2. Not being in work makes you anxious
Nerves can be good; they can keep you sharp and are a good indication that you care about what you’re doing. However, if you experience anxiety simply because you are away from your desk and are unable to enjoy yourself after hours, there’s a good chance you’re a workaholic.
3. You skip holidays
It’s great to be able to say you love your job, but everyone needs a break now and then. Of course, getting time off can sometimes prove tricky, but if you actively avoid taking holidays instead of more work, you could have a problem.
4. You don’t take sick days
Having a clean slate where it comes to sick days is commendable. However, if working through an illness puts your health or that of others at risk, you may well be addicted to your job.
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‘Younger farmers are more ambitious, with three in five (61%) of those aged under 50 planning to grow the business over the coming years’ – Dr Loretta O’Sullivan.
Four in ten (43%) farmers plan to expand their farms over the next one to three years, with a similar number (44%) indicating that they would prefer the farm to remain the same size, and 13% intending to scale down.
New research, conducted for Bank of Ireland’s ‘Agri Pulse’, surveyed farmers on a range of topics including farm output, input costs, market prices, their investment plans and business ambitions.
One in four farmers (25%) expect to see an increase in output over the next 12 months, with 62% expecting no change. One in three (31%) saw an increase in farm output over the past 12 months, with half (52%) seeing the same output.
The Agri Pulse points to broadly positive sentiment among the farmers that participated in the study. One in four (24%) expect to increase investment in the farm in the next 12 months, with 59% keeping the same level. Replacing and upgrading buildings, equipment and vehicles and purchasing livestock are the main focus, with investment in new farm buildings, land and equipment and vehicles also cited (especially by dairy farmers). The majority plan on spending up to €50,000.
“The results show that a large number of farming businesses are on a growth track. While most of those planning on expanding over the next one to three years are likely to do so cautiously, the rest are set to actively pursue opportunities to grow. Younger farmers are more ambitious, with three in five (61%) of those aged under 50 planning to grow the business over the coming years,” says Dr Loretta O’Sullivan, group chief economist, Bank of Ireland.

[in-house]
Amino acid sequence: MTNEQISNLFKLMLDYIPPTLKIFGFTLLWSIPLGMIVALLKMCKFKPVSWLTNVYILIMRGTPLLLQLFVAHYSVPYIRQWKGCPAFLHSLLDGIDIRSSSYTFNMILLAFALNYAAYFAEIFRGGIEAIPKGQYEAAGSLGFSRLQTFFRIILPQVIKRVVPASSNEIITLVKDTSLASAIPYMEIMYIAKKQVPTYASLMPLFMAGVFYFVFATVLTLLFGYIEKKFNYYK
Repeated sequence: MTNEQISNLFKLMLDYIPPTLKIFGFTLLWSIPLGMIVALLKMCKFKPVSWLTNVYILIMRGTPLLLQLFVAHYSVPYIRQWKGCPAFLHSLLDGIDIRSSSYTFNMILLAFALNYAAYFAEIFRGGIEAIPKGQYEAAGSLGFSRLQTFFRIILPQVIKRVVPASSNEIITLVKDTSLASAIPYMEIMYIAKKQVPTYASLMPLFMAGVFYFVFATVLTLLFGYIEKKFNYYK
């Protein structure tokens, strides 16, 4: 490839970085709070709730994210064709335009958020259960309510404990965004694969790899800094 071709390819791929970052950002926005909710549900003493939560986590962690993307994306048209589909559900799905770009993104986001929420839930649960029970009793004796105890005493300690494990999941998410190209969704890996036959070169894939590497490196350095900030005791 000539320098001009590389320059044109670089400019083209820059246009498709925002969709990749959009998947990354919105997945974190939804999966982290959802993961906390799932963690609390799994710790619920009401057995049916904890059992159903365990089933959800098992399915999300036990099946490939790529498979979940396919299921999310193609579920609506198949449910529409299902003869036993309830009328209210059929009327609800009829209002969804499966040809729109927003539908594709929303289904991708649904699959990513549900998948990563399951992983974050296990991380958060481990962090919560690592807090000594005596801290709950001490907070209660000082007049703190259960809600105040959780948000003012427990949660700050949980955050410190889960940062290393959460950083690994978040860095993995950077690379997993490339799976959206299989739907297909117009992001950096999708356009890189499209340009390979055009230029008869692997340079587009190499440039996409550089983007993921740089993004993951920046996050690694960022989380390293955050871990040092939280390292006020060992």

The pressure points
The data points to some pressures on the input
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‘We are passionate about the content we are developing and believe our work can compete on the international stage’ – Niamh Herrity.
Dublin animation company, Pink Kong Studios, was co-founded in 2014 by producer Niamh Herrity and creative director Aoífe Doyle. Here, Niamh Herrity talks about building a business in one of the most creative, yet competitive, industries in the world.
Our business idea was to build a scaled, commercially strong business producing high-end animated content for worldwide viewers.
This past year has been great. I won a Dublin City Women in Business Network ‘High Potential Business’ award. The company was shortlisted in the Bank of Ireland national startup awards in two different categories, and our short film ‘Meanwhile on the train’ won awards on the international film festival circuit.
We’ve just completed a short film, ‘Urban Tails’, commissioned by RTÉ Animated Short Schemes to be aired Autumn 2016. And we are really excited to have been awarded funding from The Irish Film Board to do a short film which is currently in preproduction.
Being accepted into Cartoon Forum is an excellent way to get your project in front of the eyes of the industry. We had previously applied without success; the competition is fierce so that disappointed us in the past. However, we kept going, building on our ideas and are delighted to be pitching this year.
I think whenever there are setbacks you should allow yourself to take that moment to be disappointed; it is human nature. Consider it and then move on. Life is full of hurdles, so you just need to learn how to take it on board, make adjustments and not get too bogged down by it. Day to day stress is different to ‘setback’ stress. Planning your day and setting tasks helps combat the stress of the things you need